Peregrine Falcons Return to PPL’s Tower Building After 10 Years
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This spring we’ve had some pretty impressive and unusual house guests. For one thing, they can average a speed of 60 miles per hour, with top speeds of 200 mph – all without a car.
They’re peregrine falcons. And they came back to PPL’s Tower Building in Allentown this spring, the first time in 10 years that a nest box on the top of the 23-story tower has hosted a pair of falcons. The initial pair laid eggs there, and we were able to watch several hatchlings join the falcon family.
We were thrilled to see them, as PPL has been involved for quite a while with efforts to restore the peregrine falcon population in Pennsylvania. In 1995, we began supporting the Lehigh Valley Peregrine Project, a community effort to release young peregrine falcons from the top of our headquarters building in the hopes that the falcons would come back to the area.
(Why are these birds so fascinated with our tower, you might ask? In the wild, they nest on high cliffs. In urban settings, tall buildings are the next best thing. Falcons making their way to Allentown have also nested on some of the city’s larger bridges.)
According to the Pennsylvania Game Commission, an adult peregrine can reach a speed of more than 200 miles per hour in a vertical dive and averages about 60 miles per hour in level flight. Peregrine falcons feed on other birds, usually by striking them in flight. Their prey includes pigeons, blue jays, and other mid-sized song birds.
To give the public a view of our special guests – and their babies — we reactivated a live camera that had been set up a decade ago for our last round of falcon visits. The live camera feed is available on our website at pplelectric.com/environment. We’re pleased to offer an up-close view of these magnificent birds as they go about their daily lives.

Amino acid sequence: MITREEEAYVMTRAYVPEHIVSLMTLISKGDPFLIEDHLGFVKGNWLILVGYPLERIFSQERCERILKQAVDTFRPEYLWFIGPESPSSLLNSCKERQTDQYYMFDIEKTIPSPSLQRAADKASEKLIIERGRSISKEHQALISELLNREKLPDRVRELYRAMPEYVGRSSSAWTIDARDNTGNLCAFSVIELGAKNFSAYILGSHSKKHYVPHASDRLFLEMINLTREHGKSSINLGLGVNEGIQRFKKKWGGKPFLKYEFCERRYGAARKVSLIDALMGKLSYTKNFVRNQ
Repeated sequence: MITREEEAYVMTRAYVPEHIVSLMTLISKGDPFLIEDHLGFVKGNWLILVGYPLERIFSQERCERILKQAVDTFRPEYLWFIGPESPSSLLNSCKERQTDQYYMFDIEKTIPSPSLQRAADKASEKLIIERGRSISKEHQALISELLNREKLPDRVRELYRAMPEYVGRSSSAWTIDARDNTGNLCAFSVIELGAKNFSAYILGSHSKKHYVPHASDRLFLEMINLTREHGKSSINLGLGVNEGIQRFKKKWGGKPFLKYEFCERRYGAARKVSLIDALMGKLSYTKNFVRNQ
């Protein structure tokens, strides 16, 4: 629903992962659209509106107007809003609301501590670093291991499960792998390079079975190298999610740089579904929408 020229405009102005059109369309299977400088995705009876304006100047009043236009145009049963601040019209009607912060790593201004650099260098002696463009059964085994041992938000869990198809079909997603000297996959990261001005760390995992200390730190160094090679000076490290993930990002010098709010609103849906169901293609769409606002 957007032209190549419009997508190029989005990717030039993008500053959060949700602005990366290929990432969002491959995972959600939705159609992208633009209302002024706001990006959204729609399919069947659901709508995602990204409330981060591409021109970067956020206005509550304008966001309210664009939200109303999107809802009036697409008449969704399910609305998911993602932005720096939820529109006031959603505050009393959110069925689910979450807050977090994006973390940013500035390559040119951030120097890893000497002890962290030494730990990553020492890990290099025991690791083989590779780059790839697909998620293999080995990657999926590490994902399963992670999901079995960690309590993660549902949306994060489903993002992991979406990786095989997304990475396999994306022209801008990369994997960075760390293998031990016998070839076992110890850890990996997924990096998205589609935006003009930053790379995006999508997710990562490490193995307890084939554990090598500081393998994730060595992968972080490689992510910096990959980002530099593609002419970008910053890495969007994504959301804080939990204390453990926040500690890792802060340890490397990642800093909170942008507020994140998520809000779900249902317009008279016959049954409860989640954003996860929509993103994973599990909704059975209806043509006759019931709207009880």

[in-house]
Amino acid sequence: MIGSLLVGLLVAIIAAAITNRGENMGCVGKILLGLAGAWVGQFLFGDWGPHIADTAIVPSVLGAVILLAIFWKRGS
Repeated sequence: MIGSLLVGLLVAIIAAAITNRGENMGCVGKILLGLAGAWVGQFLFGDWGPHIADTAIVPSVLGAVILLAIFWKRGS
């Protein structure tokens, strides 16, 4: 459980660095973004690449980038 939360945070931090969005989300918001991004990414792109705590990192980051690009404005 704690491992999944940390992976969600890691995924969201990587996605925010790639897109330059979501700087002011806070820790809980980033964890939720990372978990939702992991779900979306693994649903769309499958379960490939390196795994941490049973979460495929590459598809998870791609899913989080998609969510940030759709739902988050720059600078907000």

We’ve supported other raptors as well. Over the past two years, PPL has assisted in putting up about an additional half-dozen osprey nesting platforms at various locations in our service territory such as Beltzville State Park and Owl Creek Park. We partner with the Pennsylvania Game Commission, and others, on those projects.
Ospreys have a fondness for nesting on tall utility towers, so we’ve worked to provide them with other places to make their homes. And it’s worked: When we repaired a storm-toppled osprey platform near Lake Wallenpaupack this spring, the birds were back on the platform within an hour.
We know that caring for the environment as an important part of the work we do. It’s true that keeping electric service strong and reliable sometimes calls for us to trim or cut trees. But at the same time, we recognize the importance of protecting the environment and doing our work in a responsible fashion.
That’s why we give time and resources to support wild birds in our service territory.
And that’s why it’s a pleasure to welcome them to our Tower Building, any time they want to drop by.